Formula for success. Tim MansfieldYou may think that failure is the enemy of success, but it is not true.

You can be discouraged by failure or you can learn from your mistakes. So go ahead and make as many as you can. Just try to ensure they don’t hurt anyone along the way.

J.K Rowling, the author of Harry Potter once said “You might never fail on the scale that I did. But it is impossible to live without failing at something, unless you live so cautiously that you might as well not have lived at all – in which case, you fail by default.”

Your success in life as well as in work is actually built on your failures. They are the mechanism by which we learn, and they are the stepping stones that will get you to the place you want to be in the future. If you don’t make mistakes (and learn by them) you will find it hard to succeed. To fail is to be human.

Achieving success is not something that happens overnight. You have to work hard at it; you have to have failed many times first, and you have to feel hungry and go through the bad times before it happens.

It is too easy to give up on your dreams when you have failed many times. These failures might include a regrettable comment you made in the office, the day you forgot your wedding anniversary, or the black day that your business collapsed.

So what? Life goes on and you control your own destiny. No one else can do it for you.

People will criticise you along the way, and they will do their best to put you down. Some see failure as a weakness, when in fact it is strength. Ignore them and concentrate on your own dreams and not theirs.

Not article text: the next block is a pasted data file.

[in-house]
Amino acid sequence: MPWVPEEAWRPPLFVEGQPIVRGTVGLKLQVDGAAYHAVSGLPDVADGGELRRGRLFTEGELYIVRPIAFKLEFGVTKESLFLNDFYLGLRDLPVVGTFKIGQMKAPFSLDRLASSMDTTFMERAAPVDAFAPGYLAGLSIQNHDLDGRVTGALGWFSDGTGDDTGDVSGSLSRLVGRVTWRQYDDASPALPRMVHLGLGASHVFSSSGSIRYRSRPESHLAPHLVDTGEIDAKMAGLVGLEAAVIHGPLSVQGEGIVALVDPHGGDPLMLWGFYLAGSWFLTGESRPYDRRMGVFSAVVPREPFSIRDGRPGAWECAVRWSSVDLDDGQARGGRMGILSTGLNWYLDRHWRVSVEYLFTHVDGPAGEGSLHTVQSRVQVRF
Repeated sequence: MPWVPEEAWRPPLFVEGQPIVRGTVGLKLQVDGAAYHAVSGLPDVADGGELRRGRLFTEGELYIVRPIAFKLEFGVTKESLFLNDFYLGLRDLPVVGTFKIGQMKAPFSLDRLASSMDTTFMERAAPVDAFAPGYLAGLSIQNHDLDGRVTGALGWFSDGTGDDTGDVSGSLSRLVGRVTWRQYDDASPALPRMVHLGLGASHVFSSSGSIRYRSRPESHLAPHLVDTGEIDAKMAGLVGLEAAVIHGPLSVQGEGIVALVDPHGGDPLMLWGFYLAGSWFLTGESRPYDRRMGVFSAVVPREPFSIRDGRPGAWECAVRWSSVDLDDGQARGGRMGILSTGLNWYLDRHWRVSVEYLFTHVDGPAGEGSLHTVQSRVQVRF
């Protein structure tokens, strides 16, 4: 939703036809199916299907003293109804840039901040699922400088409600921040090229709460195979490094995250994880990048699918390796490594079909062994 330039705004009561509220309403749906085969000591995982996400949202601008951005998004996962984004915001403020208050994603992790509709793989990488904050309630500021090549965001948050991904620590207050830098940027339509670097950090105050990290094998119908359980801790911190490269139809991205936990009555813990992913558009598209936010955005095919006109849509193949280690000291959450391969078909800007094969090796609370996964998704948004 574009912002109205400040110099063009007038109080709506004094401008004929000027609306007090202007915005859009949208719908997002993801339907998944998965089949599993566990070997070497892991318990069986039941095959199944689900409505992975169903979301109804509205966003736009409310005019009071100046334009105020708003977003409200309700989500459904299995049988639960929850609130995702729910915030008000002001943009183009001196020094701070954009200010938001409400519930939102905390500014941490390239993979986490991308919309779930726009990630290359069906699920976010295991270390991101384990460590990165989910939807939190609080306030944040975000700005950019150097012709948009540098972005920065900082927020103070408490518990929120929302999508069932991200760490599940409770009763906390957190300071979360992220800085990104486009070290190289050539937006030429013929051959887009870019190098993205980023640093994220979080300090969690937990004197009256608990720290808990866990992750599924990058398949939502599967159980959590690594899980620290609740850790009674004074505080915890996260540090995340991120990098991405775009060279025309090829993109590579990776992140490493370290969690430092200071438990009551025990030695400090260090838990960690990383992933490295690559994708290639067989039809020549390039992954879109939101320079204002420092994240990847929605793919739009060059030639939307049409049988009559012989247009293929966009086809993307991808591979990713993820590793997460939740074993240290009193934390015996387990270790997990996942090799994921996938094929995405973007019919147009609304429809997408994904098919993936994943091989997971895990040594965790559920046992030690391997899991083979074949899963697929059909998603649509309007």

Theodore Roosevelt once said:

“It is not the critic who counts; nor the man who points out how the strong man stumbles, or where the doer of deeds could have done them better.

The credit belongs to the man who is actually in the arena, whose face is marred by dust and sweat and blood; who strives valiantly; who errs, who comes short again and again, because there is no effort without error and shortcoming; but who does actually strive to do the deeds; who knows great enthusiasms, the great devotions; who spends himself in a worthy cause; who at the best knows in the end the triumph of high achievement, and who at the worst, if he fails, at least fails while daring greatly, so that his place shall never be with those cold and timid souls who neither know victory nor defeat.”